Tuesday, September 10, 2019

Storyteller’s Rulebook: Sometimes the Hard Way is the Bad Way

In my recommended structure I sum up the second quarter as “the easy way” and the third quarter as “the hard way”. The hero has a problem to solve, commits to it at the ¼ point, tries the easy way for the 2nd quarter, expecting a quick resolution, then everything culminates in a big crash at the midpoint, so the hero starts over again a little wiser, identifies a better and harder way to solve the problem, fails again at the ¾ point, finally adopts a corrected statement of philosophy, sets off on the real right path, and heads off into the finale.

So usually the hero is trying a better (but still not best) way in the third quarter. But not always. “Lady Bird” shows us a not-uncommon tweak on the structure.

The titular heroine still tries the easy way in the second quarter, has a big crash, tries a harder way in the third quarter, fails again, then gets on the right path, but in this case, the easy way was naïve-but-admirable, and the hard way turns out to be the bad way.

But the structure still works: It’s still the case that she’s working harder and more resourcefully and accomplishing more. The only difference is that, in conjunction with that change, she loses her moral compass.

This puts the audience in a tricky relationship with our heroine: We love her, so we’re hardwired to want her to get what she wants. In the second quarter, that’s no problem, because we love everything about what she’s doing. We love her best friend Julie, we love that she’s decided to fix her life by starring in a Sondheim musical, and we love her love interest Danny.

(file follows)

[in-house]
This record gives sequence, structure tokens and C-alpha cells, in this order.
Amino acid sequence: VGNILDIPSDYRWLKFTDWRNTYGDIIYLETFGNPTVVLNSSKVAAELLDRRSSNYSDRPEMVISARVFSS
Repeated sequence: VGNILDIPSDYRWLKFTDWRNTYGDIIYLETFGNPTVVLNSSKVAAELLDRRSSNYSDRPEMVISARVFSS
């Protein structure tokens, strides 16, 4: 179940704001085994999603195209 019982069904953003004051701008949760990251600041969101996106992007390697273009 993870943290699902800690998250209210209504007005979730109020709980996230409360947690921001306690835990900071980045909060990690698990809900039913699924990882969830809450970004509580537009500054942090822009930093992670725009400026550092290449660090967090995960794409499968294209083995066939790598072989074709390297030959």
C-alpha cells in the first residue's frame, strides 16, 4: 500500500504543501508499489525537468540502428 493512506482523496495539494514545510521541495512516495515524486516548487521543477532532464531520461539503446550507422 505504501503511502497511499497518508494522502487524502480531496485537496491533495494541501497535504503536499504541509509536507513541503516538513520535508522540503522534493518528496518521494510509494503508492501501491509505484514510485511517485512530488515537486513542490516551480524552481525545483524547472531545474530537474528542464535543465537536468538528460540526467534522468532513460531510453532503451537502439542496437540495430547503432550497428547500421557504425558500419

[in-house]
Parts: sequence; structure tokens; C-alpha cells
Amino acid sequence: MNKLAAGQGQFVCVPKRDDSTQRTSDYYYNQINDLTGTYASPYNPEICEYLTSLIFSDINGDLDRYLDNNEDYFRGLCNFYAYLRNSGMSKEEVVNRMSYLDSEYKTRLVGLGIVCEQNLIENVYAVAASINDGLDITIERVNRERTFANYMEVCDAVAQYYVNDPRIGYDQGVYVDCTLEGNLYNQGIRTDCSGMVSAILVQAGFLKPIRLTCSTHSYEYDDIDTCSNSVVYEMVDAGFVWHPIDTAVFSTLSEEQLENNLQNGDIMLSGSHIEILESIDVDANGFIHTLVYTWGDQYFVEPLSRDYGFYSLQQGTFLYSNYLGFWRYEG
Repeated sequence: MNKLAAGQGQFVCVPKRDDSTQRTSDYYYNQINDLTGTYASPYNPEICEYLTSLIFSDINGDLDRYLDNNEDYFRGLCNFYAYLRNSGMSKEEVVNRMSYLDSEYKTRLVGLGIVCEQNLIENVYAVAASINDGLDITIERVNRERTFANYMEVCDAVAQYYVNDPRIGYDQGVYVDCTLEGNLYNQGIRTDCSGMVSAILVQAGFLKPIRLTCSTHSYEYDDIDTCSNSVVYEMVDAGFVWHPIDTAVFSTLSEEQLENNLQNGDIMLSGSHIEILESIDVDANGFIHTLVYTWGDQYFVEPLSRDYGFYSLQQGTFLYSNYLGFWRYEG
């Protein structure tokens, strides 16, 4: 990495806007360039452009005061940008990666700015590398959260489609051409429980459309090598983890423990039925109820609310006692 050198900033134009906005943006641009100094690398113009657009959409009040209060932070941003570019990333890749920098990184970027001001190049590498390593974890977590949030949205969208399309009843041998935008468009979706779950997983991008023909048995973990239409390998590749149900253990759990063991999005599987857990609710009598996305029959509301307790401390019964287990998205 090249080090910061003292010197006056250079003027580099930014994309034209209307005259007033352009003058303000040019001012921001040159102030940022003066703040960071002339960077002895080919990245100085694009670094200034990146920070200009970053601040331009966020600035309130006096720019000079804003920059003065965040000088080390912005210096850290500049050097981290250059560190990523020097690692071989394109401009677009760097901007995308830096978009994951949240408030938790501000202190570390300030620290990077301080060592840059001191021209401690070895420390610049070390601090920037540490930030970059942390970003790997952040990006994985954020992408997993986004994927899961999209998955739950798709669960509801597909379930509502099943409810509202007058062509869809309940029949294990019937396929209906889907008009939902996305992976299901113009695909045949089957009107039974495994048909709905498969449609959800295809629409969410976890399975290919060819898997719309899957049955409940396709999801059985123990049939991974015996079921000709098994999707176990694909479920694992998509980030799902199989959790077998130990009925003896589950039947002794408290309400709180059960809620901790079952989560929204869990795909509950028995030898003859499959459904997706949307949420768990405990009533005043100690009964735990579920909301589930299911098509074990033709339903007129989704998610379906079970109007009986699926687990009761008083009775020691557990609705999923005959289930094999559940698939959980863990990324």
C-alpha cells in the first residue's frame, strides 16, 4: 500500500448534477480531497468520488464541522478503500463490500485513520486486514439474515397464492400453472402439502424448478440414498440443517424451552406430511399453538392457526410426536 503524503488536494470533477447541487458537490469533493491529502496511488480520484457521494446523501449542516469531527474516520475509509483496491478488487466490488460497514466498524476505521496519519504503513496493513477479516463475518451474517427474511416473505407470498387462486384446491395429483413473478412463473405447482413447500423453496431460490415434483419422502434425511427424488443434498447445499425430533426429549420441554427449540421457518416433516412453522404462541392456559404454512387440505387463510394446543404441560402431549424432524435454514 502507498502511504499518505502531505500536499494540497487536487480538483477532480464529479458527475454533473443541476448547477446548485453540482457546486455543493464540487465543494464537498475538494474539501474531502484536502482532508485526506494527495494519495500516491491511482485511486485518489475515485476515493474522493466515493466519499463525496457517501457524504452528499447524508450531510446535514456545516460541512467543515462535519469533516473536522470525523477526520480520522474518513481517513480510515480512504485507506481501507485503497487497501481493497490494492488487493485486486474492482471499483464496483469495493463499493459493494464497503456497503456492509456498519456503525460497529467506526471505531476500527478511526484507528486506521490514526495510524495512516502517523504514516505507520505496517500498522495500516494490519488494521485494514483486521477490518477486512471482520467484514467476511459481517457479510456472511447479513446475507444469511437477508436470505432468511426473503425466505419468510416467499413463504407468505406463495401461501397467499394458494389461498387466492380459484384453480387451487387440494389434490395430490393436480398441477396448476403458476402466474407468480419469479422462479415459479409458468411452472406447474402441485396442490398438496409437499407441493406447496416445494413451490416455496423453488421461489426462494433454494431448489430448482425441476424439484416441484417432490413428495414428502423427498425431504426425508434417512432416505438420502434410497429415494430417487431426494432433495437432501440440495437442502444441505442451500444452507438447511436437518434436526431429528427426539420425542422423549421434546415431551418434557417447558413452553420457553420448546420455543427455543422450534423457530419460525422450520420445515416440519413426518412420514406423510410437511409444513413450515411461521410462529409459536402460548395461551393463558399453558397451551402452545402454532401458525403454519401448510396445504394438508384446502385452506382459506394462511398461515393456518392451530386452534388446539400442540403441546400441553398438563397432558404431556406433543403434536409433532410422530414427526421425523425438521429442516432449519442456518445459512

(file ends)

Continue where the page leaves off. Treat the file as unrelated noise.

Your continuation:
But then, in the big crash, Danny turns out to be gay, so we’re glad she moves on, and glad that she decides to be more active and canny in the third quarter, but, suddenly, she starts alienating us along the way. She cruelly ditches her best friend and the theater program, pursues a friendship with a mean popular girl and a relationship with a cool, anarchistic boy.

We quickly realize after the midpoint, “Whoa, I still love Lady Bird, but I no longer want her to get what she wants. I’m rooting for her to fail, or, if she’s going to succeed, to make it out the other side of this and be reunited with her original decency.”

And that’s what happens: She cannily befriends the bad girl and beds the bad boy, but then she ditches them at the last moment and runs back to her previous best friend. She gets a corrected statement of philosophy and gets her life back on track, so then we can fully root for her again in the final quarter.


Paul Clarke said...

Great article Matt. It's nice to see how robust your techniques and ideas are as most generic story systems would struggle with a low-stakes coming of age drama.

I have one question - Is it possible for the hero's philosophy to be correct from the beginning (although ironically) and the change comes through their attitude instead? Or would that be messing with their personality, which should remain constant.

Matt Bird said...